Stay a while and listen…
Unsurprisingly, Diablo IV is online only and features a semi-open world. That said, you can tackle the game completely solo if you wish, following the main story, getting lost inside content and grinding for gear or anything in between. Bungie’s Destiny series is a good point of reference here.
I sense a soul in search of answers
Diablo IV‘s narrative focus is on Lilith and Inarius, a demon and angel whose tryst created the world of Sanctuary. In Act I (the only Act featured in the beta), you’re tasked with pursuing Lilith across the game world. The characters you encounter along the way are heavily reminiscent of the casts of previous Diablo games. With the exception of the shared world component, there’s little new here. Indeed, so far Diablo IV‘s key plot beats are something of a rerun of II and III in particular.
Diablo IV distances itself from the bright, colourful World of Warcraft-inspired look of its direct predecessor. Recalling Bluepoint’s stellar work on the Demon’s Souls remake, each frame is absolutely saturated with detail. In fact, it can look a little too busy at times. Still, based on the beta, we have no qualms whatsoever regarding performance (on Xbox Series X, at least) as the the game sticks doggedly to its 60fps target.
The sanctity of this place has been fouled…
This time around, Blizzard is striving for a darker, more serious tone. Diablo IV features an interesting aesthetic palette where most other colours are muted, but bloody, dark crimson is front and center. This applies both to the UI and game world, the latter of which is positively awash with viscera and vein claret. There’s a clear and concerted effort to bring horror, violence and occult themes back into the Diablo fold, and blood is spilt at every opportunity.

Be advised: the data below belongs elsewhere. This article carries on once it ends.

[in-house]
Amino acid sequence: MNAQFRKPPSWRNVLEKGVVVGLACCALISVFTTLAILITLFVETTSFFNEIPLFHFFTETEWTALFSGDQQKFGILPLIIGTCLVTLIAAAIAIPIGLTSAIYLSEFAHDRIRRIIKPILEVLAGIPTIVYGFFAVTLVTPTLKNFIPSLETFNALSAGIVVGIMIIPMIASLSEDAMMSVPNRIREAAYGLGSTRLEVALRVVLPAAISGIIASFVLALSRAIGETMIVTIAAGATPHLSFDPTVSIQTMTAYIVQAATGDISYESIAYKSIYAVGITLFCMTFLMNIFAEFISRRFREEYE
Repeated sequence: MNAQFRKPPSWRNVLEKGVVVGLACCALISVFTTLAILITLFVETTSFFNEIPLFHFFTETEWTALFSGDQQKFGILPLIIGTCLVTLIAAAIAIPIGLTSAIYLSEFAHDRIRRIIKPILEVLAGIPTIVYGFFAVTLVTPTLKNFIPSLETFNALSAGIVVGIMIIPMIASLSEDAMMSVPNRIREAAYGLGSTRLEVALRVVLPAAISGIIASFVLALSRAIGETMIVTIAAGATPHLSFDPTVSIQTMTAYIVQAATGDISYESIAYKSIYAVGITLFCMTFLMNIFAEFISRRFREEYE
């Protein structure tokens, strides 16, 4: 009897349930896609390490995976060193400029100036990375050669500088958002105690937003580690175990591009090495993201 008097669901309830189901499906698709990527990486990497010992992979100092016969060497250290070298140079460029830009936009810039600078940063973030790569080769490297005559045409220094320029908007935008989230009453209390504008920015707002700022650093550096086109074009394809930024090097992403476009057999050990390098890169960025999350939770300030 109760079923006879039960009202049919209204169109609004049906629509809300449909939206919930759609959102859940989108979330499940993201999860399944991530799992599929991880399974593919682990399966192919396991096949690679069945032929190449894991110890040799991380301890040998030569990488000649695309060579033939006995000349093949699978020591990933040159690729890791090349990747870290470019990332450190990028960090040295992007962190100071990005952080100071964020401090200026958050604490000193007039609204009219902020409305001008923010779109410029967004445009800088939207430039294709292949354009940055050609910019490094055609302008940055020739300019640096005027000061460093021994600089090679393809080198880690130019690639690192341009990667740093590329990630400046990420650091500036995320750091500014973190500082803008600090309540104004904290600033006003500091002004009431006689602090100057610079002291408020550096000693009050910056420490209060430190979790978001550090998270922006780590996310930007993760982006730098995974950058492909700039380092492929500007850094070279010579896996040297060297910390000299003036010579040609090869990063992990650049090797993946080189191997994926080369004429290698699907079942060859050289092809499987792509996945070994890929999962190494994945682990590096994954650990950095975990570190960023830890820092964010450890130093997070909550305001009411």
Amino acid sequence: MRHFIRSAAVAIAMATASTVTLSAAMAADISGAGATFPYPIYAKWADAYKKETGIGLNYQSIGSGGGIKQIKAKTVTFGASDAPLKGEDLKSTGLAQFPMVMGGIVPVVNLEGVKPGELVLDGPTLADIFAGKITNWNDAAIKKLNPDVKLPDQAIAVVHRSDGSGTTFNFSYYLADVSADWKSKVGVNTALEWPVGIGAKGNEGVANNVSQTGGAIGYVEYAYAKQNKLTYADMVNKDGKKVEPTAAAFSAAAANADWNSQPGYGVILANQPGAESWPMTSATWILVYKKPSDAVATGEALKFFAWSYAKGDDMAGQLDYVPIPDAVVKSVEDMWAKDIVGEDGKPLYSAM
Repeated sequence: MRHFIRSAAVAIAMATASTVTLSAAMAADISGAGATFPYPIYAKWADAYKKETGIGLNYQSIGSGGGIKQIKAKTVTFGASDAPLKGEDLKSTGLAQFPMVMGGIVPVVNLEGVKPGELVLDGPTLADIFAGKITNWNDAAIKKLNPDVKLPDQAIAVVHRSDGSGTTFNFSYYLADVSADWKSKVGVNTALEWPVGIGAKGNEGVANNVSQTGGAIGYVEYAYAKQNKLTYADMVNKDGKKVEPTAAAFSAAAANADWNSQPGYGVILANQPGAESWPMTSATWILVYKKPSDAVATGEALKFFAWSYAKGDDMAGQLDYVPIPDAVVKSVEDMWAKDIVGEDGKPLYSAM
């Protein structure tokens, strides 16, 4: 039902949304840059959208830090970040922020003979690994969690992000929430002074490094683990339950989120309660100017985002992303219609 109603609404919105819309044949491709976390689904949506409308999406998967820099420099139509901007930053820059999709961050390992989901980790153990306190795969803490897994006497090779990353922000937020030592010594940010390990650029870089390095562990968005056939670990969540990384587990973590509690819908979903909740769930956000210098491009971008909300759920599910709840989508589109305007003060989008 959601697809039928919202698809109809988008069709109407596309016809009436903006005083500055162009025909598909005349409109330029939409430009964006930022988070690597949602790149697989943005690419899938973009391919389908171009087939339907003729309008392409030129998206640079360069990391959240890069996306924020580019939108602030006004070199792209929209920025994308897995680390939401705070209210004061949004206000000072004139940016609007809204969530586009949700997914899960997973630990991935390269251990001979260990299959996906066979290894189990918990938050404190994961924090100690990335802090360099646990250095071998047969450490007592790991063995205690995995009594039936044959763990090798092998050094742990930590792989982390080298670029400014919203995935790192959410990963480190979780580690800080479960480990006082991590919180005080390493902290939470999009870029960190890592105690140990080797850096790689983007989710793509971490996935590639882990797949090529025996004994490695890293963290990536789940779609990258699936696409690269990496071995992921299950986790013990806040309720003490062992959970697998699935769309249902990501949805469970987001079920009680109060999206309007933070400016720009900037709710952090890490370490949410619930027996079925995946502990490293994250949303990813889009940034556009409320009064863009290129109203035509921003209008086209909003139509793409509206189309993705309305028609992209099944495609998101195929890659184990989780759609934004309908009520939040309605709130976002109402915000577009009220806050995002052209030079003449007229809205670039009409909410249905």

The Druid, Rogue, Wizard, Barbarian and Necromancer all return from previous Diablo titles and play very differently. Diablo II-style skill allow you to purchase abilities from a sizable skill tree. In the beta, respeccing was available at will for a nominal fee.
Diablo IV‘s character customization is a massive step up for the series, with a myriad of hair, tattoo and jewelry options available. Your avatar now features in story scenes. So, you’re no longer stuck surveying them from an isometric viewpoint where such things would go unnoticed.
Too much pain, not enough profit
Healing potions return but are restricted to a set number of charges. You can recharge these in town and charges are also dropped by slain enemies. When fighting more difficult foes, you’ll find yourself doing almost Doom Eternal type resource management, switching focus on fodder enemies to replenish your potion charges. As you go through the game, it is possible to upgrade your potions at the Alchemist. There’s also a dodge move, returning from the console iterations of Diablo III.
One cornerstone Diablo mechanic in particular has been streamlined significantly: none of your loot needs to be identified at all. This saves you the aggravation of having to arbitrarily waste time and resources doing so.
On the subject of difficulty, even on the lowest World Tier level, Diablo IV appears to be significant step up from Diablo III. Not all classes are created equal at the time of writing, but fire and forget this ain’t. Expect to die repeatedly going into high level areas unprepared.
Diablo IV beta final thoughts
I enjoyed my time with the Diablo IV beta. The map size is impressive, and the core combat is as weighty ever. Blizzard is clearly taking heavy inspiration from Diablo II in terms of look and feel. I just hope that Diablo IV is able to forge its own identity when it releases later this summer.
Diablo IV launches on June 6th, 2023, for PC, PS4, PS5, Xbox One and Xbox Series Consoles.